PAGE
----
Unless you’ve spent the few weeks hiding under your desk for some reason or another, you’re aware of the total solar eclipse that will cross the United States today. Whether or not you’ve traveled to a region that will experience totality, it’s critically important that you take appropriate precautions while enjoying the view.
While astronomy buffs will likely already be aware, some photographers may not realize just how powerful the sun’s rays can be. Watch as the staff of Every Photo Store tests a vintage Canon Rebel XT’s sensor with a six second exposure. Obviously, this is far too long for a solar photograph, but is a reasonable amount of time to expect an average person to stare at the sun during an eclipse. (Trigger warnings: camera abuse, dubstep.)
Lesson learned: do the research in order to find an appropriate filter for the lens you plan to use. And never look through the optical viewfinder!
More importantly, you need to protect your two most precious sensors – the ones inside your skull. Former NASA/JPL employee Rod Ryle lost significant sight in one eye as a result of ignoring safety warnings as a child:
I viewed partial solar eclipses with faulty equipment as a child, and lost nearly half my vision in one eye. Trust me, it’s not worth it. And the worst part? There are no pain receptors in your eyes, so you won’t know you are damaging them until a few days later when it’s too late.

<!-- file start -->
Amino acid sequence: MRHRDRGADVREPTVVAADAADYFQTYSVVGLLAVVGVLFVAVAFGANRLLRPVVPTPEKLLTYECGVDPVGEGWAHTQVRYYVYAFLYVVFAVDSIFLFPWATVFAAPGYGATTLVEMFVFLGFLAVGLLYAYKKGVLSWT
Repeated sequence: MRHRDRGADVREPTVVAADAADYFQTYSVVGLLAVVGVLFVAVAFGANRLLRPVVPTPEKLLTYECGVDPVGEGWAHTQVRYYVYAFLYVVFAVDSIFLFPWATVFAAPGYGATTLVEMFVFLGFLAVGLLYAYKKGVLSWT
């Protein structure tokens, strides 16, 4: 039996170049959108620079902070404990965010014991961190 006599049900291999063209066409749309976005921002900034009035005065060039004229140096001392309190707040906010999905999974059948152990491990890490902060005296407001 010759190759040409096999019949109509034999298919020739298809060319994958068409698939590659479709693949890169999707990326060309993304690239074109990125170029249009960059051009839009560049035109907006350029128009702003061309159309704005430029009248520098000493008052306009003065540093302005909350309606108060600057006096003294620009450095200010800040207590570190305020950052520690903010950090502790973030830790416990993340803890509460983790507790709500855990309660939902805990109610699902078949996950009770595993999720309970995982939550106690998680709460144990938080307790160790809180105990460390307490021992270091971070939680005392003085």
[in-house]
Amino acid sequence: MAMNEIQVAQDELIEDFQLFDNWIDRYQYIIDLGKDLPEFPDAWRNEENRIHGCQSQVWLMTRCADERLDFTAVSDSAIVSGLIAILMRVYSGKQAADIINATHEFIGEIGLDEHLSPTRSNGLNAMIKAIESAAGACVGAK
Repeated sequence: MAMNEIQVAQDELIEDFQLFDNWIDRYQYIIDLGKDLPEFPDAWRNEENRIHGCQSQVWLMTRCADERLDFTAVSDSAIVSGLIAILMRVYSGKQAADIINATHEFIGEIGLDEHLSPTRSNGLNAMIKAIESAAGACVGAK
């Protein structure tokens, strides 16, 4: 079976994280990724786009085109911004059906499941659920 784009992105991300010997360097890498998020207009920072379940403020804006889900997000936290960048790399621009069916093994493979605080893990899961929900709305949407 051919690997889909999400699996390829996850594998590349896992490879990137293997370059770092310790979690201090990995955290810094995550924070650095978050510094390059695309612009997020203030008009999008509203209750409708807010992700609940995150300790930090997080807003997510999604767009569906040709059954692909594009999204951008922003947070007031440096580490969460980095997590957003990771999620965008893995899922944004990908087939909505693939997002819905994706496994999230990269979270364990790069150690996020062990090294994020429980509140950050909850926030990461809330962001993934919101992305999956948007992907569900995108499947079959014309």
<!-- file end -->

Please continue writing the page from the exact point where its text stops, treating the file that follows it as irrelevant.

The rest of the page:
So how do you tell whether your filter or eclipse glasses are reliable? First of all, if they’re scratched, creased, or damaged in any other way, throw them out. Then, check the American Astronomical Society’s list of reputable vendors. Their web server is under extreme strain today, but Google’s cache comes to the rescue. Sadly, thousands of subpar products have made their way to market in the past weeks from unscrupulous vendors, and a great many people across the country are now at risk of permanent eye damage. If your filter isn’t on the list, please… view the eclipse through a pinhole projector instead – a method that’s been in use for thousands of years, and a simple, cheap way to observe the sun safely.